inBloom connects disparate existing systems with a single-access point where teachers can view and easily match students’ specific needs with tailored instruction. inBloom can also help districts provide parents with user-friendly dashboards that show real-time updates on data selected and controlled by the districts, such as grades, assignments and academic progress. Without inBloom, implementing such dashboards and tools is more costly and time-intensive.
How will teachers, parents and children be able to access and use inBloom?
Again, inBloom provides “middleware technology,” which essentially means that its technology helps educators easily connect current data and new educational tools without having to visit multiple disparate systems. Teachers, parents and students won’t directly access and use inBloom. However, they will be able to access data dashboards and numerous other instructional tools and applications employed by districts that are enabled by inBloom’s services.
Tell us about inBloom's open source and shared data strategy. Which tools and technologies you and your vendors are using?
inBloom's source tree is available as an open source project on GitHub. The goal is to grow, over time, a robust open source developer community that will build applications for teachers, parents and students in our sandbox that will be made available on the inBloom platform. The drivers for being an open source organization are twofold:
inBloom wants its clients, vendors and partners to be able to contribute to the roadmap, features and functionality of the platform, and to have the ability to fine-tune it to their own needs.
inBloom wants to be completely transparent in its effort to build disruptive technology for the education sector.
inBloom does not share data. It provides a middleware platform. It is our customers who use data from multiple systems to power classroom applications. Districts that use inBloom in conjunction with applications and services may choose to disclose certain student information to trusted third-party providers to power the learning applications that are implemented in their classrooms. Those disclosures are controlled by the school district. Application providers are only permitted to use selected data for the purposes for which they were contracted and specifically authorized by the district.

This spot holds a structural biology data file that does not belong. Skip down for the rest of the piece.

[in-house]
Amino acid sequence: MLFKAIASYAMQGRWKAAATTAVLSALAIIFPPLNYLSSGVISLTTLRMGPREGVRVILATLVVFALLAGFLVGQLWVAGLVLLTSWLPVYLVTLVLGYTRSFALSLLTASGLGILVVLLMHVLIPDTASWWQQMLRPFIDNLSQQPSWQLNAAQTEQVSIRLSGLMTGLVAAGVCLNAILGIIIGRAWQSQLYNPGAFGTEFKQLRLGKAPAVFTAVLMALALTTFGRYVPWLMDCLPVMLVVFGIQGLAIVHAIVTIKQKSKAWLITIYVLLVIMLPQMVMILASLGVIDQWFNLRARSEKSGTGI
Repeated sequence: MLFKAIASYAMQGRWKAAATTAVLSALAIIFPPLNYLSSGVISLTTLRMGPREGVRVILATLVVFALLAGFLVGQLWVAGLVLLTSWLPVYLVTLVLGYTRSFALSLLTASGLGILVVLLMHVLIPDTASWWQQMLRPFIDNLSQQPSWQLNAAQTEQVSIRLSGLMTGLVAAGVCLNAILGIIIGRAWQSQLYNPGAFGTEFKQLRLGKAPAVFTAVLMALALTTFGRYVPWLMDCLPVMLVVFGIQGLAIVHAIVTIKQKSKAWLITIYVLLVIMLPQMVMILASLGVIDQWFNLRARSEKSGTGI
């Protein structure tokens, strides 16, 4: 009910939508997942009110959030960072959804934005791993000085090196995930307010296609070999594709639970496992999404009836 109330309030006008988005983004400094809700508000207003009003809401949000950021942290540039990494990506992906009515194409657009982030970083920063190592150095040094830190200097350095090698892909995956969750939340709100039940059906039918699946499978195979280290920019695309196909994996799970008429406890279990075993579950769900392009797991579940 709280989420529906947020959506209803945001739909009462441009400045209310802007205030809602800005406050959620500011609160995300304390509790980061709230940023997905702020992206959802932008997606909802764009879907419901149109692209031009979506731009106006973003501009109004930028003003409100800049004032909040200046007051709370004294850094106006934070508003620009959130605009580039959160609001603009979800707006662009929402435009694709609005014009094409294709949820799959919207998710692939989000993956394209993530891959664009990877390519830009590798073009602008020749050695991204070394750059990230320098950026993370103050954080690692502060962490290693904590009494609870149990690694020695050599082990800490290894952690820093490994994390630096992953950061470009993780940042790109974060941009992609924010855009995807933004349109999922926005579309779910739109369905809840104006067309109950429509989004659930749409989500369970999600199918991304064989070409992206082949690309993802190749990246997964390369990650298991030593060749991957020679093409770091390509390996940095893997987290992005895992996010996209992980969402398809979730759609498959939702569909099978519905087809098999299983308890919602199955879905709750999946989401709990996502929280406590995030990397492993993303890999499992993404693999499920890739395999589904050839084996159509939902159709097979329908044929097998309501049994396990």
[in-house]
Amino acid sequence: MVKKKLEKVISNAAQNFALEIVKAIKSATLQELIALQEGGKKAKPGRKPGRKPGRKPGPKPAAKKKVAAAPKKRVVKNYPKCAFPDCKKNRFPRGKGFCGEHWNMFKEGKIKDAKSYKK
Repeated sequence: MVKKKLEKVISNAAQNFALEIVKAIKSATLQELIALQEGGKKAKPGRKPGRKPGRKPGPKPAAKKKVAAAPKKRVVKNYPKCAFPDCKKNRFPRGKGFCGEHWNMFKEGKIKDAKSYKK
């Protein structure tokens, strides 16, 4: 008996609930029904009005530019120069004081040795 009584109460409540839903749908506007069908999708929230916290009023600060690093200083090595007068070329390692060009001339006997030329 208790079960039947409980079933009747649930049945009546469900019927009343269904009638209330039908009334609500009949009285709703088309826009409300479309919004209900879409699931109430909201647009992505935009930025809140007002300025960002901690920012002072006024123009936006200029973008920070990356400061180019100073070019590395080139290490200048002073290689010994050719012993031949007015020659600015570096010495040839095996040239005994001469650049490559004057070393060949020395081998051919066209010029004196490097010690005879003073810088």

School districts are buying and implementing data-driven instructional tools for students, teachers, and families all the time. The challenge is that these tools do not easily interoperate—data from multiple sources cannot easily be shared and integrated. Such lack of interoperability steals time and opportunity from classrooms. A secure data service allows school districts to do one more data integration project and then plug all instructional tools into the secure data service. School districts are in charge of all decisions about what data to load, what applications to approve, and what users can access. Removing the barriers around interoperability will improve the choices available to school districts and the quality of tools available to educators.
School districts deal with this challenge in primarily one of two ways:
Pay for custom integrations. Custom integrations are expensive and do not typically create re-purposeable patterns or technology. They take a lot of time and money to integrate—time and money that might otherwise be spent on rolling out great new instructional tools to the classroom.
Rely on teachers to integrate. Teachers manage rosters of kids in multiple websites and are on their own for using multiple tools to gather data and content to support instruction.
How can someone get involved with inBloom?
There are a number of ways that people can engage with inBloom:
- Visit our developer portal, which has links to our GitHub and JIRA sites.
- Read more about how to get started with inBloom.
- Register for a developer account to begin using our sandbox.
- Participate in inBloom’s open source community forum.
Contributing code or building apps are not the only ways to become involved. inBloom welcomes the addition to, or a review of its documentation for ease of use; or a review developer site for content and structure.
Email firstname.lastname@example.org if you have additional questions or to discuss ways to get involved inBloom.